“During our site sales at grocery stores, we offer to help people take their groceries to their car,” she said. “It feels good to give back.”

Missed the first round of Loop Site sales? Be sure to get your fix at downtown Chicago businesses on March 31, April 7 and April 19!

Become a Superhero with the Girl Scout Super Gold Power Patch Program

Become a Superhero with the Girl Scout Super Gold Power Patch Program

If you’ve ever wanted to become a superhero, now’s your chance.

In celebration of the centennial of the Highest Award this year, we’ve developed a program for Daisies, Brownies and Juniors to learn about what it takes to be a super Girl Scout!

The Super Gold Power Patch Program features fun, high-energy games about the history of the Highest Awards in Girl Scouting; colorful comic strips featuring real-life examples of Bronze, Silver and Gold Award projects that have had a deep impact on the community; activities for girls to create their own one-of-a-kind superhero comic strip and emblem – and envision their own Highest Award project for the future.

The curriculum and patches are $5 for each Girl Scout participant. To learn more about the Super Gold Power Patch Program and to register, click here.

An Open Letter to Powerful Girls Everywhere

An Open Letter to Powerful Girls Everywhere

My name is Brandi Hoover and I’m a 17-year-old Girl Scout Ambassador. Ever since I was a Daisy in kindergarten, Girl Scouts has done nothing but support me and give me opportunities that no other organization would have been able to, such as camping with my friends, attending Camp CEO, being a girl representative on the Board of Directors and so many more.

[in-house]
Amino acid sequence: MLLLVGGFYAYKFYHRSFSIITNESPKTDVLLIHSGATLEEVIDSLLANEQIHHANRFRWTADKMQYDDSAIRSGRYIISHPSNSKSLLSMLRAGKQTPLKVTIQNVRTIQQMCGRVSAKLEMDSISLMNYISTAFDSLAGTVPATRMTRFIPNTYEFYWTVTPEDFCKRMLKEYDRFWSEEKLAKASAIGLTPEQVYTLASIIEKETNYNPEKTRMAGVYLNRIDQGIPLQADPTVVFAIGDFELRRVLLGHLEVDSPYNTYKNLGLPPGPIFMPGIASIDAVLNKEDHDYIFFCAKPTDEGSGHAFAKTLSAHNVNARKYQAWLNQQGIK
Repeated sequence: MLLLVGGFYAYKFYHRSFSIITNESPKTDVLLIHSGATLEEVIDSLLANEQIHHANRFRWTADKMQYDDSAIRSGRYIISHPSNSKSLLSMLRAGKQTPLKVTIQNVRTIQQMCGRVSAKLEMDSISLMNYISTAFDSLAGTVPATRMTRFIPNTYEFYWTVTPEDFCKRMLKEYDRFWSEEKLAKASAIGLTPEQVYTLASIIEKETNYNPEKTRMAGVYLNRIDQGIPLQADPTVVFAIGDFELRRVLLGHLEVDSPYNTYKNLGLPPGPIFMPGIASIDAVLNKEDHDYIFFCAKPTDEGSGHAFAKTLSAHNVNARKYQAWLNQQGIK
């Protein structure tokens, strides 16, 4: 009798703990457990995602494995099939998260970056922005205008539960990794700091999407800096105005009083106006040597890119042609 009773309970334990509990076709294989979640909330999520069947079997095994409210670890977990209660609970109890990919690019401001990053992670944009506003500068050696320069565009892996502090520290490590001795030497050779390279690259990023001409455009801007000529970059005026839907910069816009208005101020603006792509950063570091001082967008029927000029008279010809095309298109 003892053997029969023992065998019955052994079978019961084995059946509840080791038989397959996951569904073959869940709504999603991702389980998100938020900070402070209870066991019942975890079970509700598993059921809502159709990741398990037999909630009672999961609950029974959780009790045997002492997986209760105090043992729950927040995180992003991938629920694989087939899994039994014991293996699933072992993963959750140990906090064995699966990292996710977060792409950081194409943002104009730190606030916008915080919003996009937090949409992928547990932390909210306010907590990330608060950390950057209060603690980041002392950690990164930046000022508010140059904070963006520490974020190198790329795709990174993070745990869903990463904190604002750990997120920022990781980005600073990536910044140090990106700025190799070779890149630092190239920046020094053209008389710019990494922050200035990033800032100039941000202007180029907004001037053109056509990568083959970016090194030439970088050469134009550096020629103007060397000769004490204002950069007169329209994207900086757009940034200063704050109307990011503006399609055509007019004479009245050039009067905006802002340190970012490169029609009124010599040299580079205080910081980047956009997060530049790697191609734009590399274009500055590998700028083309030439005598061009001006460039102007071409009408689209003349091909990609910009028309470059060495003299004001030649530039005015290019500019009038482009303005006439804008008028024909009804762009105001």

Having already earned my Silver Award, I’m currently working on my Gold Award, which is the highest award in Girl Scouting. When trying to think of what to do for my Gold Award project, I started noticing how big of a problem low self-esteem is in girls my age.

Girl Scouts was always there showing me the true value of my life. So I kept asking myself, “what can I do about this?”  How can I make others feel the way Girl Scouts has made me feel. Now, it has always been a dream of mine to impact the world and make a difference. So I thought what better way to make my dream a reality. 


Nearly a year ago, I started a blog called Hello Powerful You. The purpose behind my blog is to empower girls and help them raise their self-esteem. I post a variety of things from how I overcame barriers in my life to pictures of inspirational quotes. I think that every person deserve to live a happy life with a high self-esteem.

I think that Girl Scouts really helped me realize the full potential that I had. The organization as a whole really showed me the leadership skills I had. They proved to me that I could do anything I set my mind to. They not only supported me through this whole process and continue to support me, but they have also given me so many opportunities and way to help me network. One of my goals for this blog is to turn it into an organization like Girl Scouts. They have helped me turn my dreams and aspirations into a reality.